Bible Composition

AD 393            The Synod of Hippo settled the Canon of Scripture.  (This refers to the number of Books in

the Bible)    St. Athanasius suggested 46 books of the Old Testament and 27 books of the

New, as we have today. 


AD 397            The Council of Carthage confirmed this number.

AD 1227           Stephen Langton, Archbishop of Canterbury, divided the Bible into Chapters.


AD 1546           The Council of Trent reaffirmed the full list of 27 Books.  (Luther had removed four Books

from the Protestant Bible: Hebrews, James, Jude and Revelation, saying that they were less



AD 1551          Chapters divided into verses.


Church’s Teaching on Revelation

The Catholic Church teaches us that the Bible is a vehicle for God’s message but not necessarily accurate concerning such subjects as science and geography.  For example the story of Creation is told using symbolic language using the knowledge of the time.  The discovery of the theory of Evolution by Darwin does not detract from the fact that God created the world.  To hold onto the idea that the world was created in six days, is to misinterpret the meaning.  A day is just a way of expressing a period of time.  The story of how Adam and Eve were banished from the Garden of Eden, is a figuratively way of telling how our first parents fell from God’s grace, while the story of the fight between their two sons, Cain and Abel, illustrate how humankind, having disobeyed God, then turned on each other.  This flaw in humanity can easily be seen in the behaviour of human beings today.  In modern times, people have turned against God, leading to selfish behaviour with no consideration for each other which in turn leads to such atrocities as knife crime,  robbery and murder.


The Church also teaches that God’s Revelation can also be found within the Apostolic Tradition of the Church.  There are other parts of our faith that are not in the Bible.  We rely on the teaching body of the Church (the Magisterium) to teach us and do not rely on the Bible solely. We must remember that the Church was founded a good twenty years before anyone wrote anything down.  At the Reformation, the reformers broke away from this teaching of the Church and relied on Scripture alone (sola scriptura).  It is worthwhile noting how St. John’s Gospel ends:


“This disciple is the one who vouches for these things and has written them down, and we know that this testimony is true.  There was much else that Jesus did; if it were written down in detail, I do not suppose the world itself would hold all the books that would be written”. (Jn. 21:25)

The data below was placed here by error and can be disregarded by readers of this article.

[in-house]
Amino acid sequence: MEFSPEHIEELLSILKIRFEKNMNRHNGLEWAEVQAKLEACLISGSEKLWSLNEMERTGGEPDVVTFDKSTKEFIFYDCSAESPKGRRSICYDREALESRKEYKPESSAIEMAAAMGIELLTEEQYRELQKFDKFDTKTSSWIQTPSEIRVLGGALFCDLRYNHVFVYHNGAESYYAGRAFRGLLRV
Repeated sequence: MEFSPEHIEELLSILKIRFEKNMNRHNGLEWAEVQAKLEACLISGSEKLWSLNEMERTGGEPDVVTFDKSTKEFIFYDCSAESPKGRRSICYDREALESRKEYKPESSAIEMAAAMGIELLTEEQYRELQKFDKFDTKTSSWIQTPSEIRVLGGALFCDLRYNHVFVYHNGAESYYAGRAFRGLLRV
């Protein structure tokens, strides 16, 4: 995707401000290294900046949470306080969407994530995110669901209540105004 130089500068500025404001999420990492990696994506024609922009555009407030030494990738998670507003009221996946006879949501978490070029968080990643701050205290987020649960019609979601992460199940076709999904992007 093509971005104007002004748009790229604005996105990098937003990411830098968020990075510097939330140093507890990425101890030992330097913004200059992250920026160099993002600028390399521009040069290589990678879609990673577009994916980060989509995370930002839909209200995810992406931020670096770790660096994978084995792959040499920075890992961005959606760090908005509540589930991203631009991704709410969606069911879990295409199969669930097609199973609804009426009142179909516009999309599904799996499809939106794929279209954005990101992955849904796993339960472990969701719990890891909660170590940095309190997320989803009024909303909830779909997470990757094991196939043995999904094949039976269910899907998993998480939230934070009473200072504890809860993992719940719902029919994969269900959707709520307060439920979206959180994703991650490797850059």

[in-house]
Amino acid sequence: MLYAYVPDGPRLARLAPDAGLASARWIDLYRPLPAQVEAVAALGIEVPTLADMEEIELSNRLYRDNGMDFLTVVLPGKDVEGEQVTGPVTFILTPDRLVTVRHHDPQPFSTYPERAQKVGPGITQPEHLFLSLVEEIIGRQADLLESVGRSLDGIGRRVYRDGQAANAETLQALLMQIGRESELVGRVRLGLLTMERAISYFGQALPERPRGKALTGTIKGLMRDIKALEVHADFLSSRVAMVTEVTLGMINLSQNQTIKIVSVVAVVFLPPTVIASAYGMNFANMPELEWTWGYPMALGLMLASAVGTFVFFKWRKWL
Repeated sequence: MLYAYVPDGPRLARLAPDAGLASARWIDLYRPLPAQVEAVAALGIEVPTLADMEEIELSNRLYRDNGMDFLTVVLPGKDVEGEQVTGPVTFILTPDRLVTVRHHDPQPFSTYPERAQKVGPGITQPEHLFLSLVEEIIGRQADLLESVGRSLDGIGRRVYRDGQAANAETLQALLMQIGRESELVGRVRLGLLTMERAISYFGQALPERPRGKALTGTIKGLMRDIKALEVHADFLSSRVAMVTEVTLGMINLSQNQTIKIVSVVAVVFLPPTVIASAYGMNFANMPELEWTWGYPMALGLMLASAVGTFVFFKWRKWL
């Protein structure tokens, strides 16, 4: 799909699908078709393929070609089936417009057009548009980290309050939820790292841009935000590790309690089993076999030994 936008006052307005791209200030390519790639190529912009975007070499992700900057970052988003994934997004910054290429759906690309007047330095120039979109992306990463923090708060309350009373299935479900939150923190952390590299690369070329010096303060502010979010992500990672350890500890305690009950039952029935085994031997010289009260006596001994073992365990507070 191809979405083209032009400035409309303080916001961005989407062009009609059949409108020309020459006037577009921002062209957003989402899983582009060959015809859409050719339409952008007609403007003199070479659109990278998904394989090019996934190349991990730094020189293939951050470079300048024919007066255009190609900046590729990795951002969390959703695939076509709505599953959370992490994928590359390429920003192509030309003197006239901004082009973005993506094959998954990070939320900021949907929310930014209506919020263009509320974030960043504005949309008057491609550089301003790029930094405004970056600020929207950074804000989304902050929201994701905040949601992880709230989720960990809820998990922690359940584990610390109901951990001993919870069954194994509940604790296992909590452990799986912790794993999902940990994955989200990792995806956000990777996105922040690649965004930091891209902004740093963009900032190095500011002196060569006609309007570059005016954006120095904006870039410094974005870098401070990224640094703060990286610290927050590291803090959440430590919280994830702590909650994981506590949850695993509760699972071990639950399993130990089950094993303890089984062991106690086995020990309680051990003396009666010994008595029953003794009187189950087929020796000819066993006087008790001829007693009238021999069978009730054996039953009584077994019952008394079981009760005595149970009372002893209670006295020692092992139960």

Church Councils


  • The Council of Trent

In 1546, to reaffirm Catholic teaching on Revelation, the Council of Trent issued a document in which the Church Fathers said:

“ …. this truth and discipline are contained in the written books, and the unwritten traditions which, received by the Apostles from the mouth of Christ himself, or from the Apostles themselves, the Holy Ghost dictating, have come down even unto us, transmitted as it were from hand to hand

  • First Vatican Council (1869)

In the document Dei Filius, the Council stated the importance of divine Revelation “relying on the word of God in Scripture and tradition.

  • Second Vatican Council

Written in 1965, one of the sixteen documents of the Second Vatican Council, entitled Dei Verbum (the Word of God) is devoted to the Church’s teaching on Divine Revelation.

Dei Verbum teaches us that “ignorance of the Scriptures is ignorance of Christ.”  (No. 25)  This documents also reminds us that “the Church has always venerated the scriptures as she venerates the Lord’s Body.” (No. 21).  Scripture and the Eucharist are of equal importance.  The readings from Scripture are such an essential part of the celebration of the Eucharist that they may never be omitted. 


Catholic Doctrine

All Doctrine taught by the Church is bible-based.  The Catechism of the Catholic Church which lays out a summary of all doctrine, contains foot notes giving appropriate scripture references.